Across the way from Antoine’s, on St. Louis Street, stands Leah’s Pralines, home of the best pralines in New Orleans. Handcrafted daily with fresh ingredients, Leah’s pralines, fudge squares, frosted pecans and their very own praline sauce are world renowned. Be sure to buy a batch for friends back home before you leave.

Historical Hotels

When it comes to accommodations, most hotels in the French Quarter don’t merely offer a room, but a story as well. The Cornstalk Hotel, for instance, was built as a private home in 1816. Since it became a hotel, notable celebrities have stayed within its walls. It’s believed to be the place where Harriet Beecher Stowe was inspired to write Uncle Tom’s Cabin.

Black rod iron gate opening to the walkway up to the Cornstalk Hotel.
With a reputation for being haunted, the Cornstalk Hotel has hosted a number of guests and even celebrities.

Located on Royal Street is the famous Hotel Monteleone. Established in 1866, the Monteleone has made a name for itself as a luxury hotel.

Street view up at the Hotel Monteleone and fire escapes and balconies of the building next to it.
The towering Hotel Monteleone stands out on Royal Street.

The pearl-white walls and eye-popping crystal chandeliers add a regal feel.

Crystal chandelier hanging from an ornate ceiling with a photograph of the hotel's founder, Antonio Montelone on the wall.
Crystal chandeliers add to the grandeur of the hotel and illuminate the face of the hotel founder Antonio Monteleone.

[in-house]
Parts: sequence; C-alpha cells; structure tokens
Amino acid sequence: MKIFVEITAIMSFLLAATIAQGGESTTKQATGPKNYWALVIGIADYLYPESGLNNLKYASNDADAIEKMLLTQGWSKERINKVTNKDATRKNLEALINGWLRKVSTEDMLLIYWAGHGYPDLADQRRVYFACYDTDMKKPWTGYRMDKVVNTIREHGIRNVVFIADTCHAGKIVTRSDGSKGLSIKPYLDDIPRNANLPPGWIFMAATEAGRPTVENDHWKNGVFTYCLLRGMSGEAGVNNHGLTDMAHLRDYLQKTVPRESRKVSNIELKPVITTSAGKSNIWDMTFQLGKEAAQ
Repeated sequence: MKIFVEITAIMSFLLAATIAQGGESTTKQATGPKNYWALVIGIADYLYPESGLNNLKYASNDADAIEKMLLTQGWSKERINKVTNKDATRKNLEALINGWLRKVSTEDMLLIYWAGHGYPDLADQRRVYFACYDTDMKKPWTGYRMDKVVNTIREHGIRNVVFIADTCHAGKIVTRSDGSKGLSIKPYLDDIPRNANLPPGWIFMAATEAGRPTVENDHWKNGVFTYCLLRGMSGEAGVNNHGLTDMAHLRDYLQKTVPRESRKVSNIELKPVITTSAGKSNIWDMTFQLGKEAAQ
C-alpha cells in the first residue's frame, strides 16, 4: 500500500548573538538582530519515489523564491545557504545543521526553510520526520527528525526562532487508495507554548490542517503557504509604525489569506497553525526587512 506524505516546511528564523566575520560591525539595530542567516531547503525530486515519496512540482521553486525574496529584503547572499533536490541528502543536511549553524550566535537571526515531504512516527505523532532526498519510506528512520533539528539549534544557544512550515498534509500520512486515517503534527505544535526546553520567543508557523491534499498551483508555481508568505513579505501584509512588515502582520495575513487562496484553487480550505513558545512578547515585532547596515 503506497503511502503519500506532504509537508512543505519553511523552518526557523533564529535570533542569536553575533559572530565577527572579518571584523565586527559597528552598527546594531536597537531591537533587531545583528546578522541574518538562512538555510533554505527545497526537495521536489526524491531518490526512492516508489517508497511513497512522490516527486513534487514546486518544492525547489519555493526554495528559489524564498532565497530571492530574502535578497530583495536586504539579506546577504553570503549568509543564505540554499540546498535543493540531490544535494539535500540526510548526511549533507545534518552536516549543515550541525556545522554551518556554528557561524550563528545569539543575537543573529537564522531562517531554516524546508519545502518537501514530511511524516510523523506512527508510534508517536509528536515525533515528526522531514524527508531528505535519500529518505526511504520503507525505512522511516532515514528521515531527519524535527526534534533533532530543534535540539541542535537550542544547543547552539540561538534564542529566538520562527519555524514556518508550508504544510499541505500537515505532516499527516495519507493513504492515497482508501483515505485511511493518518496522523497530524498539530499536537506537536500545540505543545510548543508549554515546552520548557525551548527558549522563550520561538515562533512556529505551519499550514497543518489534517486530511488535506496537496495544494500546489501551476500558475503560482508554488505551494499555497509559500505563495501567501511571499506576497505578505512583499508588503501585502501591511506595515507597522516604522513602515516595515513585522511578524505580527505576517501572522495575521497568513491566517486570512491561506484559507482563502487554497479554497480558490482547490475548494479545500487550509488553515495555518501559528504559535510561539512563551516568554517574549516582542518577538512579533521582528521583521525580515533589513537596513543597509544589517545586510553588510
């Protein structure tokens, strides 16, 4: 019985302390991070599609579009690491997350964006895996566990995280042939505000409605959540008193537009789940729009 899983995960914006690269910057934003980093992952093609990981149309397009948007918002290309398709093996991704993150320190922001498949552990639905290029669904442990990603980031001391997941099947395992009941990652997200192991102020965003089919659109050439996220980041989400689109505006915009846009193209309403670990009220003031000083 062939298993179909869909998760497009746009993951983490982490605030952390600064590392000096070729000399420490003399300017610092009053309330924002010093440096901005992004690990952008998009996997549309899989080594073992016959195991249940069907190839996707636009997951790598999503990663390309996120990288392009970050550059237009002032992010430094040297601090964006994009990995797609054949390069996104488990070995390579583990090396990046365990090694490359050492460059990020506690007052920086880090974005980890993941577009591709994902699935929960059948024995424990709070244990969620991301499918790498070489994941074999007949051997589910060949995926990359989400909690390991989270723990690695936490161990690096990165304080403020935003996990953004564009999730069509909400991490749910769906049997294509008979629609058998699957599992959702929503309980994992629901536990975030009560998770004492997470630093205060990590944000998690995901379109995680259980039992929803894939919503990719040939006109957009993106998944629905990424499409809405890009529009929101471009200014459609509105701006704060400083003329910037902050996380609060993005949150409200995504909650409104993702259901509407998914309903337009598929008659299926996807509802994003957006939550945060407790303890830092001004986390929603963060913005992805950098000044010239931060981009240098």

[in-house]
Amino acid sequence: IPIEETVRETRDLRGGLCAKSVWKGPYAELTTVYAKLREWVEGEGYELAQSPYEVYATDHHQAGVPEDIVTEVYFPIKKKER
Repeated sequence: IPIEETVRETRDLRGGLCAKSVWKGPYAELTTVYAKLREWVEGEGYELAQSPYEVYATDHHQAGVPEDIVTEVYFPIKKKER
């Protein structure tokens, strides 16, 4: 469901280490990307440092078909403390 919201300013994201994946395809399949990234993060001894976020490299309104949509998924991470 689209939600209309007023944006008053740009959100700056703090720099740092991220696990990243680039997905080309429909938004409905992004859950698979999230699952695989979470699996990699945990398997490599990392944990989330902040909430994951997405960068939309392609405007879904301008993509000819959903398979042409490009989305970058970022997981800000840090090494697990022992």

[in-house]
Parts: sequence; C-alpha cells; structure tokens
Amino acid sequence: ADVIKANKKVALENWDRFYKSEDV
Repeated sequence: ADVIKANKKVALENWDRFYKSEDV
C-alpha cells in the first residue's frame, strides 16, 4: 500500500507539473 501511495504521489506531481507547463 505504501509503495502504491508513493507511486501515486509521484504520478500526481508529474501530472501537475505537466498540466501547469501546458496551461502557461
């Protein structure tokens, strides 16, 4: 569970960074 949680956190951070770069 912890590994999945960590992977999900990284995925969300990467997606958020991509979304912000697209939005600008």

Its popular Carousel Bar is the only revolving bar in the entire city. With 25 seats on a rotating bar, guests can enjoy the French Quarter view while sipping their favorite drinks and listening to live jazz music.

The signage for The Carousel Bar on the front window and a view of the people inside the rotating bar.
Designed as a brightly lit, circus-clad merry-go-round, the Carousel Bar at Hotel Monteleone, is the only rotating bar in the whole city. You don’t need to be a hotel guest to sit here.

Getting Around

A little insider tip for the popular destinations: Taking a streetcar is your best bet. The St. Charles streetcar will take you straight from the French Quarter to the Garden District. Along the way, snap photos of French-styled buildings, such as St. Louis Cathedral, watch the street performers and watch the sun go down along the Mississippi River.

Pink flowered hedges in the foreground and behind it a majestic white cathedral.
St. Louis Cathedral’s white majestic walls beautifully contrast with the lush pink flowers freckling the outside hedges.

Of course, if a streetcar is not your speed you can always take a charming carriage ride.

A mule pulling a carriage behind it walking through the French Quarter.
For a quintessential French Quarter experience, take a mule-drawn carriage ride. 

All That Jazz

Music can be easily found on every street corner. Live concerts at Preservation Hall on St. Peter Street will give you an experience of authentic jazz music. Established in 1961, Preservation Hall continues to host jazz concerts 350 nights a year.